This is an archived article that was published on in 2011, and information in the article may be outdated. It is provided only for personal research purposes and may not be reprinted.

Despite opposition from car insurance companies, a House committee endorsed a bill Tuesday that would allow bicyclists to treat stop signs as if they were yield signs.

Rep. Carol Spackman Moss, D-Holladay, said HB155 would make roads safer and would reflect what cyclists already do.

She said allowing cyclists to merely slow and proceed when no cars are present allows them to be less wobbly when going through intersections. It would attract more cyclists away from major highways onto neighborhood roads if they feel they can keep up speed without constantly slowing to full stops.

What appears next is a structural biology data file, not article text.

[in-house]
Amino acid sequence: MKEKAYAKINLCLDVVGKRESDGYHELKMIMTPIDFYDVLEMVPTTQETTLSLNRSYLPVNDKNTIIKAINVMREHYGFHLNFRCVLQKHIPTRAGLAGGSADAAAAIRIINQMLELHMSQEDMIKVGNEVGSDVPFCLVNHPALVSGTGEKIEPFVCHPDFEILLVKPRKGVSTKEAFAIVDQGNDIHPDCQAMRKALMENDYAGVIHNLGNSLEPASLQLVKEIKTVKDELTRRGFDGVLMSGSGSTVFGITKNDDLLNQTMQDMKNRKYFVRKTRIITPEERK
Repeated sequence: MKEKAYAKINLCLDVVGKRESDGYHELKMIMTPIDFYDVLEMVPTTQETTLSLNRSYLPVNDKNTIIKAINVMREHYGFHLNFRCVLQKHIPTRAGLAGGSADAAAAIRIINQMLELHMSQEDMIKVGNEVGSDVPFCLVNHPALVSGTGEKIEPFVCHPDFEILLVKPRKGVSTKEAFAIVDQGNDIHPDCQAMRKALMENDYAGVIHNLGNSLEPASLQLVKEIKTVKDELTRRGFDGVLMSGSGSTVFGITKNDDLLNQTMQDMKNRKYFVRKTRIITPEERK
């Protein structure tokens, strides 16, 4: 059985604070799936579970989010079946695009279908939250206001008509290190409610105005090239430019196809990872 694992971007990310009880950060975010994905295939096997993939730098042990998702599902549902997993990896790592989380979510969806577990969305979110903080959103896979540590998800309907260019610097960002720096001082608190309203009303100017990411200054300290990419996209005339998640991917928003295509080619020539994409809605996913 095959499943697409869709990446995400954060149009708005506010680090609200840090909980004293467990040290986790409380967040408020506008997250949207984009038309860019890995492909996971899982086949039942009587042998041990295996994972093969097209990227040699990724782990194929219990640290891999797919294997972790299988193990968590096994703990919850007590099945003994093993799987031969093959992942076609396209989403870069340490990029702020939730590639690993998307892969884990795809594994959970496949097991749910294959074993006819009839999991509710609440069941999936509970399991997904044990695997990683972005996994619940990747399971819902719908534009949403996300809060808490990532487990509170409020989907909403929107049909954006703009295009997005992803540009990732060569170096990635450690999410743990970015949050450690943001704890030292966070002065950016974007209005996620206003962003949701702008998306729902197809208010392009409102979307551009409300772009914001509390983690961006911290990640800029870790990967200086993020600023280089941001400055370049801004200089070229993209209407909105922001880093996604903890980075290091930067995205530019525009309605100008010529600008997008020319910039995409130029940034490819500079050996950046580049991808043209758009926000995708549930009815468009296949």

But two insurance companies — AAA and State Farm — opposed the bill.

Roylane Fairclough, spokeswoman for AAA Utah, testified that it could cause more accidents because motorists expect cyclists to stop at stop signs. Tragedy, she warned, could result when they do not.

The House Transportation Committee endorsed the measure 12-1 and sent it to the full House.

Lee Davidson